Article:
Jeffrey Snow got into his paramedic job by accident.
While in Vancouver, Snow worked with refugees from El Salvador, helping them access services and integrate.
Snow was then offered a job with a private ambulance service, Western Ambulance Company, as he had his Class 4 driver’s license.
“They were having trouble finding people to work on the ambulance at the time, surprise, surprise, it’s still happening today,” Snow joked.
“Well, I guess I’ll give it a try,” Snow recalled, more than 36 years later.
After returning to Bella Coola Valley, Snow was recruited to work for the British Columbia Ambulance Service and spent the next 30 years as a paramedic in the valley.
The small town had far fewer calls and Snow said that reflected the self-reliance of small town residents, joking someone with a severed arm would just find their way to the hospital.
Over the many years of service, Snow said he witnessed a lot of traumatic things, and although he contacted Critical Incident Stress (CIS) resource personnel, he felt that those with who he was dealing with at CIS couldn’t really identify.
“I found it really frustrating talking to these people,” Snow said.
For his retirement, he recently enjoyed a sacred ceremony in the Nuxalk Song House as part of the Hereditary Chiefs’ Festival.
The ceremony was to symbolically wash away the painful and traumatic experiences he had had as a result of his labor and included being brushed with burning branches while wearing a ceremonial blanket.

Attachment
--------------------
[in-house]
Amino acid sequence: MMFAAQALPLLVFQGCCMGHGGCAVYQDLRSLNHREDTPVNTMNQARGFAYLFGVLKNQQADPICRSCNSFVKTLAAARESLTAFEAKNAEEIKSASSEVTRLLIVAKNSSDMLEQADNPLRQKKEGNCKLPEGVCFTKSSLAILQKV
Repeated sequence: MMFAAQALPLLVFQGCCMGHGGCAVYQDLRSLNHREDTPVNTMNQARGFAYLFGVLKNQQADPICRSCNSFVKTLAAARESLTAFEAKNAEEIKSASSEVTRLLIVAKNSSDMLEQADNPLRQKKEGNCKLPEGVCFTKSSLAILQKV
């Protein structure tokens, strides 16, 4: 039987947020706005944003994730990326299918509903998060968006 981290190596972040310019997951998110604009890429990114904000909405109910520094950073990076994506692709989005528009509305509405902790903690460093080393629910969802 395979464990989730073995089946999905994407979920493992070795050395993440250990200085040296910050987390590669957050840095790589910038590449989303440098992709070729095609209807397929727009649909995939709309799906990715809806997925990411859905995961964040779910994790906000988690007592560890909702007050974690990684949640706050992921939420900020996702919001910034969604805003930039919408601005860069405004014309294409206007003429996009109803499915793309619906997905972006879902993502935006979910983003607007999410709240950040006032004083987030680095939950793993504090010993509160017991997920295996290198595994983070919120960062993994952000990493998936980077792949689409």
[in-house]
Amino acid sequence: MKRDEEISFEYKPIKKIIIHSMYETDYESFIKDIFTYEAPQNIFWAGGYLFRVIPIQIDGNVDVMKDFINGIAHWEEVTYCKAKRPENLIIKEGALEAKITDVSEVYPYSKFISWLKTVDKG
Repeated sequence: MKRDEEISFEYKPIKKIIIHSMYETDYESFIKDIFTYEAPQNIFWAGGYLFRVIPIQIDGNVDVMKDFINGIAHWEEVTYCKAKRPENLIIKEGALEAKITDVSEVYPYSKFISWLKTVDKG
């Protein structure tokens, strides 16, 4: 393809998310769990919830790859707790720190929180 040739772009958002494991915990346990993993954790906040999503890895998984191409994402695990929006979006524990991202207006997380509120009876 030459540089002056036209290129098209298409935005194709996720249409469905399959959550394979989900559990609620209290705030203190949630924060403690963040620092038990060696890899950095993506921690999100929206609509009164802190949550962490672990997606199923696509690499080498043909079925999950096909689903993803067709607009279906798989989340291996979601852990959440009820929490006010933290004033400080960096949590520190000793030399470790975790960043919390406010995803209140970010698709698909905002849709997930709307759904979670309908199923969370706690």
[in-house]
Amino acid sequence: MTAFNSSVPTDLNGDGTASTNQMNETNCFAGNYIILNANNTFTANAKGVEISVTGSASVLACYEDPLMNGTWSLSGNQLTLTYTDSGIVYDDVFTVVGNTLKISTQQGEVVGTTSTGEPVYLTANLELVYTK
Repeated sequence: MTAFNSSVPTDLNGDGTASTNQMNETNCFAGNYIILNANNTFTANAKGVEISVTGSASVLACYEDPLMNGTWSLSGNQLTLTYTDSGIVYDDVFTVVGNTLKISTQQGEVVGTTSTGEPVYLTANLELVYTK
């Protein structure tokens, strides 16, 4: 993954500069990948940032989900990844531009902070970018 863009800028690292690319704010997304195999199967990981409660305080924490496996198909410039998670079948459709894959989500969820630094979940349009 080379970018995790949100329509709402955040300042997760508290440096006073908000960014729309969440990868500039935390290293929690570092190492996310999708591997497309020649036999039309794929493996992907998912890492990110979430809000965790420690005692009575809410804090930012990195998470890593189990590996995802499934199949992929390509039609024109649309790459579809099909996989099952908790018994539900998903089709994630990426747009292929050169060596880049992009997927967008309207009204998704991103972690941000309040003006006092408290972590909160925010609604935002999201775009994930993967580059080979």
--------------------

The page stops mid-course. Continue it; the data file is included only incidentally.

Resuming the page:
“I think that really helped me a lot,” Snow explained. “You can’t ignore things and there’s been so much in 36 years as a paramedic.”
As a retired man, Snow will continue to serve his community.
He plans to help engage young people and teach and update the mask dance ceremonies and songs he learned from elders as a child.
“I learned a lot about old and ancient ways of dancing and what it meant,” Snow explained.
As traditions have changed, Snow wants to find ways and seek guidance to make those traditions relevant to our times and to young people.
He remembers how his elders were able to transpose traditions into the present when he was young and he wants to help do the same for young people today.
“I hope it would be a springboard to help others,” Snow said.
He also credits his wife Louise March with great support in this work, as she and other women in the community helped make ceremonial blankets which he donated to the school.
Bella CoolaFirst Nations